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History of Hana Matsuri

Hana Matsuri is an uncommon festival with more than 700 years of tradition passed on to only to the Tenryusuikei by mountain priests and mountain ascetics far back from the Kamakura/Muromachi period (1185-1333).

It is a festival to welcome more than 800 Yorozu no kami (various gods) and to dedicate dances, to pray to be born again and to pray for achievement of wishes and prayers by dancing more than 40 different kinds of dances thought out the night in tunes with drums, flutes and musical accompaniments. This dancing is on of the nation’s greatest folk entertainment with the history since the Kamakura period. There are various dances, dancing called “Hana no Mai”(flower dance) danced by children, dancing young people, “Oni no Mai”(ogre dance) “Yubayashi no Mai”(the hot-water-cleansing ritual) and so forth. Spectators encourage and cheer up the dancers clapping to the beat and chanting“teehohe, tehohe” and also dancing themselves around the dancers. This is the event to celebrate the growth of children and young people and also to get over the most severe time of the year uniting each other’s minds. “Sincere prayer to the Gods” is the true meaning of this festival.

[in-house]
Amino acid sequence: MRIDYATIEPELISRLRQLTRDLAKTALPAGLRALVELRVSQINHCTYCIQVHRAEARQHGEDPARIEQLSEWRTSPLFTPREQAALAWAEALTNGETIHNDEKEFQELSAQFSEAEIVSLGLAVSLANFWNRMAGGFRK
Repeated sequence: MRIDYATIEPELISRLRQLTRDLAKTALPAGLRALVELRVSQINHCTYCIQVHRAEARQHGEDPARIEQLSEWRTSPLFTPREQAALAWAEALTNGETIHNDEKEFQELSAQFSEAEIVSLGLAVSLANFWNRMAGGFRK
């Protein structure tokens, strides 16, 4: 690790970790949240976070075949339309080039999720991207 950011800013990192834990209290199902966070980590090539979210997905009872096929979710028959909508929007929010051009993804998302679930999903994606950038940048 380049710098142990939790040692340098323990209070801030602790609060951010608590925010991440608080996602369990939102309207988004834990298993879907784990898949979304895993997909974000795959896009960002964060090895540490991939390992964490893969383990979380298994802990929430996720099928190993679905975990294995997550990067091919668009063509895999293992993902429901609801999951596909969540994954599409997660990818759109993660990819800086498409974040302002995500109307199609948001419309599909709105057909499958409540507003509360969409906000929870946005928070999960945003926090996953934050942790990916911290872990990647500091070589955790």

The festival originated from the festival, which was passed on deep in the mountains in Okumikawa region and it is designated as an Important Intangible Folk Culture Asset of Japan.


Tokyo Hana Matsuri

Tokyo “Hana Matsuri” started through culture exchanged between Tokyo Folk Dance Institute, Kita-tama Folk Dance Institute called “Tagasuko” and the “Hana Matsuri” preservation society at local Misono. The first “Tokyo Hana Matsuri” started in 1993.

For details on the Tokyo Hana Matsuri please click here